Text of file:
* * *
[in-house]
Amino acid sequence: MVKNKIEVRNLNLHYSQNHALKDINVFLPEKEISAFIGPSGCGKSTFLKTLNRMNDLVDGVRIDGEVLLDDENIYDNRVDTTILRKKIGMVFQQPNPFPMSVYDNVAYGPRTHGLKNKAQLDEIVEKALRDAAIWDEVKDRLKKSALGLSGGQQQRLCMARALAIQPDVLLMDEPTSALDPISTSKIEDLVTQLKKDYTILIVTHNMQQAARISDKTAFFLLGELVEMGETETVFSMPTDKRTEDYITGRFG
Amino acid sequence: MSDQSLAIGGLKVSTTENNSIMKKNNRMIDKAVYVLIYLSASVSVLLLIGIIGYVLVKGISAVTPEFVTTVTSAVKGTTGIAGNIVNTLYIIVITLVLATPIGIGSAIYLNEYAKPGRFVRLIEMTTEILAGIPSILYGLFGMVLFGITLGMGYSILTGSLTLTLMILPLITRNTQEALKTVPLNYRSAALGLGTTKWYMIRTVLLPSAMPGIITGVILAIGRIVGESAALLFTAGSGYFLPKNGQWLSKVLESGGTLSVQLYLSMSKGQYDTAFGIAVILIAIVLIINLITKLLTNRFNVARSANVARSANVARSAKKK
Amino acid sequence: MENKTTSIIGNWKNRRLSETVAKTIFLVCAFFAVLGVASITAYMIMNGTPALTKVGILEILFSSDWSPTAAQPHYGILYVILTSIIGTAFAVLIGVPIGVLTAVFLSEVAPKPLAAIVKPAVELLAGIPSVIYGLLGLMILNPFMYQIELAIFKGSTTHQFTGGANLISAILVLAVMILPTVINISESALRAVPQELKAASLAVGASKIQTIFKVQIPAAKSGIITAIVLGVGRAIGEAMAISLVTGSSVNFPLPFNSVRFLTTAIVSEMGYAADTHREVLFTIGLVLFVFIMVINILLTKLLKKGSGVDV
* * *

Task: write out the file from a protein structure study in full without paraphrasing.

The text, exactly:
[in-house]
Amino acid sequence: MVKNKIEVRNLNLHYSQNHALKDINVFLPEKEISAFIGPSGCGKSTFLKTLNRMNDLVDGVRIDGEVLLDDENIYDNRVDTTILRKKIGMVFQQPNPFPMSVYDNVAYGPRTHGLKNKAQLDEIVEKALRDAAIWDEVKDRLKKSALGLSGGQQQRLCMARALAIQPDVLLMDEPTSALDPISTSKIEDLVTQLKKDYTILIVTHNMQQAARISDKTAFFLLGELVEMGETETVFSMPTDKRTEDYITGRFG
Amino acid sequence: MSDQSLAIGGLKVSTTENNSIMKKNNRMIDKAVYVLIYLSASVSVLLLIGIIGYVLVKGISAVTPEFVTTVTSAVKGTTGIAGNIVNTLYIIVITLVLATPIGIGSAIYLNEYAKPGRFVRLIEMTTEILAGIPSILYGLFGMVLFGITLGMGYSILTGSLTLTLMILPLITRNTQEALKTVPLNYRSAALGLGTTKWYMIRTVLLPSAMPGIITGVILAIGRIVGESAALLFTAGSGYFLPKNGQWLSKVLESGGTLSVQLYLSMSKGQYDTAFGIAVILIAIVLIINLITKLLTNRFNVARSANVARSANVARSAKKK
Amino acid sequence: MENKTTSIIGNWKNRRLSETVAKTIFLVCAFFAVLGVASITAYMIMNGTPALTKVGILEILFSSDWSPTAAQPHYGILYVILTSIIGTAFAVLIGVPIGVLTAVFLSEVAPKPLAAIVKPAVELLAGIPSVIYGLLGLMILNPFMYQIELAIFKGSTTHQFTGGANLISAILVLAVMILPTVINISESALRAVPQELKAASLAVGASKIQTIFKVQIPAAKSGIITAIVLGVGRAIGEAMAISLVTGSSVNFPLPFNSVRFLTTAIVSEMGYAADTHREVLFTIGLVLFVFIMVINILLTKLLKKGSGVDV